Client-demarcated transactions in stateful session beans across methods should be avoided since they tend to be overtly complex and any improper method invocation locks up resources. Once a stateful session bean is a part of a transaction, there's no way for it to be accessed by any other transaction context (e.g., a method with TX_REQUIRES_NEW is invoked) and the bean can't be removed. In the example above, resource locking will happen when the client doesn't invoke method3().

Exception Handling and Transactions
What happens when exceptions occur depends on the type of exception (checked or unchecked), isolation level and the transactional attribute of the bean method.

The first rule, which may sound strange, is that any exception thrown outside the transaction scope causes the transaction to roll back.

Consider an example of a client invoking a method called doTransaction() on a stateless session bean called MiddleBean. The bean internally then invokes methods on another stateless session bean called TranstestBean. The required code for these beans and the client can be seen in Listings 1 to 4. The sequence of events that occur as a result of the client call is shown in Figure 7.

The two beans are deployed with the transaction attributes shown in Table 2 and what happens as a result of these attributes is summarized in Figure 8.

In the first case the transaction context is propagated to the TranstestBean bean.

When the exception is thrown in the second bean, it falls within the transaction context; it propagates up and the container traps it in the first bean and rolls back the transaction.

In case two the second bean doesn't participate in the transaction and the transaction context is not propagated to it. The exception thrown falls outside the transaction context; the container detects this and rolls back the transaction. There is no way, however, to undo any changes made in the second bean.

In the third case the second bean has a new transaction context for each of the methods. The transaction for the exception-throwing method is rolled back, the exception moves up and the container rolls back the initial transaction. The other method executes successfully in its own transaction.

In general, methods should be logically atomic – all or nothing. If an exception is intended to indicate that the method can't complete successfully, it shouldn't be caught. If it is caught, the method should try to correct the problem and continue. The method must throw the exception and propagate out of the method for the transaction to be rolled back.

Application exceptions won't cause a rollback if they're thrown and caught within the transactional scope. Runtime exceptions or unchecked exceptions, on the other hand, always cause a transaction to roll back, regardless of the transaction attribute or transactional scope.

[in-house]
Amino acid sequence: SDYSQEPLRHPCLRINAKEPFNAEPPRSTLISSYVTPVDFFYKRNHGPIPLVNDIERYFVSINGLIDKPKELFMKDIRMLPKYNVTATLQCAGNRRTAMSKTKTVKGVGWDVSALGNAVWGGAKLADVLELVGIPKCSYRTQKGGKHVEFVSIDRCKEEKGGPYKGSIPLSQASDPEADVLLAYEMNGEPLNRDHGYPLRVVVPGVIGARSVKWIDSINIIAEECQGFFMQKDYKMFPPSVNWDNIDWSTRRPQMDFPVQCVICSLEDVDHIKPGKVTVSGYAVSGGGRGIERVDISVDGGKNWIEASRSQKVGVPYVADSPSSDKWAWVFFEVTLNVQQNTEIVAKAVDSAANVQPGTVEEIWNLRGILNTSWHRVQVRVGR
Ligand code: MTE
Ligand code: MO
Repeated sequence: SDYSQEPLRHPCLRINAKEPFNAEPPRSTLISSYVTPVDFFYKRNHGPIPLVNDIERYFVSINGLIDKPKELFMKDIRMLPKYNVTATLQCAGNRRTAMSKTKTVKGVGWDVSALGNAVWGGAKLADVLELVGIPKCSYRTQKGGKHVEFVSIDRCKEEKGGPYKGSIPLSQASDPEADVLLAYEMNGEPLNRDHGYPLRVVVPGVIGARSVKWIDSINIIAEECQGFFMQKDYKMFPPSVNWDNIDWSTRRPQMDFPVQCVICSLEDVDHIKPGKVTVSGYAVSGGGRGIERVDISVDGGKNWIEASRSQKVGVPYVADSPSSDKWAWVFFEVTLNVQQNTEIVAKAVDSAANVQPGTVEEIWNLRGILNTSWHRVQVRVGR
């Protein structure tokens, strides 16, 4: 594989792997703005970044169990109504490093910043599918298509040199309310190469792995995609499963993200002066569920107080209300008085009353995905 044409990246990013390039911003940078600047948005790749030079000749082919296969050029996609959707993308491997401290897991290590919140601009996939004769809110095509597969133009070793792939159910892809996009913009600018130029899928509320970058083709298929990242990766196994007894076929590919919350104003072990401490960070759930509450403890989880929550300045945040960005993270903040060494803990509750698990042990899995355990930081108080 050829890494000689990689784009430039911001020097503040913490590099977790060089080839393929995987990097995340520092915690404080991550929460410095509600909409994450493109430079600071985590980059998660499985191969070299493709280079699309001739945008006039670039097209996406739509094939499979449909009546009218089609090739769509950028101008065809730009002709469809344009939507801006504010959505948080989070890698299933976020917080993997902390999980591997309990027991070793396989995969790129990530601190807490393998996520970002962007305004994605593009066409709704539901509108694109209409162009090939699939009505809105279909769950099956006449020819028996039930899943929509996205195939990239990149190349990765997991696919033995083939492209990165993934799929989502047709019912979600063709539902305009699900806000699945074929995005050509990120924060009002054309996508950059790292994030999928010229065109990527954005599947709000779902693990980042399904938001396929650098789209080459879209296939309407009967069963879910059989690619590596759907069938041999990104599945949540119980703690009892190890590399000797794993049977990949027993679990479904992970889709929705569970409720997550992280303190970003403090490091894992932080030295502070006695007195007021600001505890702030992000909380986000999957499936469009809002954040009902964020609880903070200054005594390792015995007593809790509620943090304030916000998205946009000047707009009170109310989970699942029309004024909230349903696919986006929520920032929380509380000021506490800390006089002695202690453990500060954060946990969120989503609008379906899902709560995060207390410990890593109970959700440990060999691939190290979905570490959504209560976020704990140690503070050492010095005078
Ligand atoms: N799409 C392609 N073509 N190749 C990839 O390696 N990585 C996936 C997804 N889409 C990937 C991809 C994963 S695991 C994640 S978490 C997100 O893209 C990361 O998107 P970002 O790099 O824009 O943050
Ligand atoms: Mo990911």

Unilateral Decisions
The transaction manager allows certain heuristic or speculative decisions to be made based on the state of all participating resources in a transaction and the underlying two-phase commit protocol. A heuristic decision occurs when one of the resources in the transaction unilaterally decides to commit or roll back the transaction without permission from the transaction manager. This breaks the atomicity of the transaction and is captured by the manager in the following exceptions:

  • javax.transaction.HeuristicCommitException is thrown when a rollback is requested but a heuristic decision was made and all updates were committed.
  • javax.transaction.HeuristicMixedException is thrown when a heuristic decision was made and some updates have been committed and others were rolled back.
  • javax.transaction.HeuristicRollbackException is thrown when a commit is requested but a heuristic decision was made and all relevant updates were rolled back.
  1. A complete definition of two-phase commits by SEI: www.sei.cmu.edu/activities/str/descriptions/dtpc_body.html
  2. Datamation Magazine. "What a two-phase commit is and how it works": www.datamation.com/datab/twophase.html
  3. SQL 92 standards: www.ansi.org
  4. Java Transaction API: http://java.sun.com/jta
  5. EJB home page at SUN: http://java.sun.com/products/ejb
  6. The Oracle technical network: http://technet.oracle.com/
  7. The org.omg.CosTSPortability and other similar packages: http://java.sun.com/products/jts/javadoc/org/omg/CosTransactions/package-summary.html
  8. Complete source code, console dumps, SQL test queries and UML diagrams: www.JavaDevelopersJournal.com

More Stories By Sameer Tyagi

Sameer Tyagi, an enterprise architect, focuses on strategy, design, and implementation of large-scale enterprise applications. His publications include several books and periodicals on technology. He can be reached at http://sameertyagi.blogspot.com.